The backstory of how #BlackOutTuesday became a thing
Social media feeds are going dark for Blackout Tuesday.
As thousands of anti-police brutality protesters march through the streets, millions of little black square haves descended upon social media feeds with the intent to protest the same.
The black square follows the effort set out by #TheShowMustPaused, an industry-wide call to action is led up by two black women, Jamila Thomas, senior director of marketing at Atlantic Records and former Atlantic Records employee Brianna Agyemang.
The #ShowMustBePaused is an initiative "in response to the murders of George Floyd, Breona Taylor, Ahmaud Arbery and countless other Black citizens at the hands of the police."
“Tuesday, June 2, is meant to intentionally disrupt the work week,” states the #TheShowMustBePaused. “It is a day to take a beat for an honest, reflective, and productive conversation about what actions we need to collectively take to support the Black community.”
The #ShowMustBePaused website goes on to list ways to support the Black community through community bail bonds, memorial fundraisers for George Floyd and Ahmaud Arbery. There is also links to petition in support of justice for Breonna Taylor.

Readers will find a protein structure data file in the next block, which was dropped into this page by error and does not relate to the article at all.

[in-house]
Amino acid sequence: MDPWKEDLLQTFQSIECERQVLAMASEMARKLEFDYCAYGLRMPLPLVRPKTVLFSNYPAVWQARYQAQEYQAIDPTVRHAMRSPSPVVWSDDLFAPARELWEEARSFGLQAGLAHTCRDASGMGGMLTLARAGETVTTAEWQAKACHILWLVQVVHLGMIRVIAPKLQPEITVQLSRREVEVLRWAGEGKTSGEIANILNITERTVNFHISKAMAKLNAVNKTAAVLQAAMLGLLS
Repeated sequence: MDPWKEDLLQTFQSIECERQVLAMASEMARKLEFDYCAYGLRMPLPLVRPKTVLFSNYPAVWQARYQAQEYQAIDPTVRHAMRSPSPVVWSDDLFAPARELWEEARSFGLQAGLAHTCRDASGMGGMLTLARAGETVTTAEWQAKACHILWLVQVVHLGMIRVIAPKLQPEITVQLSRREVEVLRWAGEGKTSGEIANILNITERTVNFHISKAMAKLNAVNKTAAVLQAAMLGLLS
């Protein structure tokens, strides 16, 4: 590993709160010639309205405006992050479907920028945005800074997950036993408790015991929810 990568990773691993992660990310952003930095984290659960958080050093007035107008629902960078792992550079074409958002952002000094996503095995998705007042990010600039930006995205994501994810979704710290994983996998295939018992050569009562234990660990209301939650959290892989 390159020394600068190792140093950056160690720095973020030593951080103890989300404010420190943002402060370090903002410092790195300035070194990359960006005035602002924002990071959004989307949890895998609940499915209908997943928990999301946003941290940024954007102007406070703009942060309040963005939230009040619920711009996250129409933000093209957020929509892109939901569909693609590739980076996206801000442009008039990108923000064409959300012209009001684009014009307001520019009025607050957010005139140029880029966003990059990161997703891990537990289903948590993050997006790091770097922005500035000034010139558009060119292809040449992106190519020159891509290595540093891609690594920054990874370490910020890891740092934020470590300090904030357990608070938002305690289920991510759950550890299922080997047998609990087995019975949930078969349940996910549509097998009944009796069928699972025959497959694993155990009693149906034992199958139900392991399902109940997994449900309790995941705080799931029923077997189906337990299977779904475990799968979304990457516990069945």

As this movement grew beyond the music industry and into the mainstream, Instagram and Twitter users began to post plain black squares to raise awareness for Black Lives Matter and efforts similar.
It is still unclear which social media movement was started first, but the two appear to have converged.
Scrolling through your Instagram feed today you may notice black squares, along with the hashtag "Blackout Tuesday" or "Black Lives Matter." Millions of posts of plain black square or posts tagged with #BlackoutTuesday have been added to Instagram throughout the day.
Now, mid-Tuesday organizers are signaling that the plain black squares are hiding the point of the hashtag.
Shaun Scott, a Seattle author and organizer, says that the gesture of posting black squares although well-intentioned is not "terrifically helpful at this particular moment."
#BlackLivesMatter and #BLM, and other organizing hashtags are used to spread substantive information for activists about police brutality, create channels of support, and provide resources--such as mutual aid, bail funds, petitions, and memorial fundraisers.
"Seeing those black squares is detracting a lot of attention and a lot of resources from some pretty important spaces," Scott said.
Scott says that the impact on the ground is felt strongly by activists. He gets the sense that the social media blackout is "a pasteurized form of censorship" from vital information that also documents incidents of police violence -- including in Seattle.
The Seattle Office of Police Accountability says that they have processed roughly 12,000 individual complaints against officers since this past weekend's demonstration.
"We need to see that, the public needs to see that," Scott said, "maybe black squares is not the direction we need to be headed in, in this moment."